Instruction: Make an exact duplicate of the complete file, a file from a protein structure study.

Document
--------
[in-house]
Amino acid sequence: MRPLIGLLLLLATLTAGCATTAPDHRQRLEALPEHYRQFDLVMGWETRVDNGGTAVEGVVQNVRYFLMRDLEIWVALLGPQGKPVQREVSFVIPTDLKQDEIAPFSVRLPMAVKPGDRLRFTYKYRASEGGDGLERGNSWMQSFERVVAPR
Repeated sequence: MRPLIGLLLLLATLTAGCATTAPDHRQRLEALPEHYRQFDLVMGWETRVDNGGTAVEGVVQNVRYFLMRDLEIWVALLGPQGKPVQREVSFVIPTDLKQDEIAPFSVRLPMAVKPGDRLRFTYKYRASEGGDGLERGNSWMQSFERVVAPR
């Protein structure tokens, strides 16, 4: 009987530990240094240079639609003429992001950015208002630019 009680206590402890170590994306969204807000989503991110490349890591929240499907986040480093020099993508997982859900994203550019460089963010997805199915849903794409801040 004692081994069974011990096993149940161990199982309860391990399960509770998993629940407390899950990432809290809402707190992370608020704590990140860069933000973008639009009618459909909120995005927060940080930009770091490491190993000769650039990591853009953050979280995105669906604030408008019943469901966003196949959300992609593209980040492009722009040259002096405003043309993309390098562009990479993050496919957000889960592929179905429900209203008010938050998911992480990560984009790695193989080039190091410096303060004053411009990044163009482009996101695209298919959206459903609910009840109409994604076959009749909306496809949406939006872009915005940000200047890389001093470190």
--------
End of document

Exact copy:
[in-house]
Amino acid sequence: MRPLIGLLLLLATLTAGCATTAPDHRQRLEALPEHYRQFDLVMGWETRVDNGGTAVEGVVQNVRYFLMRDLEIWVALLGPQGKPVQREVSFVIPTDLKQDEIAPFSVRLPMAVKPGDRLRFTYKYRASEGGDGLERGNSWMQSFERVVAPR
Repeated sequence: MRPLIGLLLLLATLTAGCATTAPDHRQRLEALPEHYRQFDLVMGWETRVDNGGTAVEGVVQNVRYFLMRDLEIWVALLGPQGKPVQREVSFVIPTDLKQDEIAPFSVRLPMAVKPGDRLRFTYKYRASEGGDGLERGNSWMQSFERVVAPR
């Protein structure tokens, strides 16, 4: 009987530990240094240079639609003429992001950015208002630019 009680206590402890170590994306969204807000989503991110490349890591929240499907986040480093020099993508997982859900994203550019460089963010997805199915849903794409801040 004692081994069974011990096993149940161990199982309860391990399960509770998993629940407390899950990432809290809402707190992370608020704590990140860069933000973008639009009618459909909120995005927060940080930009770091490491190993000769650039990591853009953050979280995105669906604030408008019943469901966003196949959300992609593209980040492009722009040259002096405003043309993309390098562009990479993050496919957000889960592929179905429900209203008010938050998911992480990560984009790695193989080039190091410096303060004053411009990044163009482009996101695209298919959206459903609910009840109409994604076959009749909306496809949406939006872009915005940000200047890389001093470190």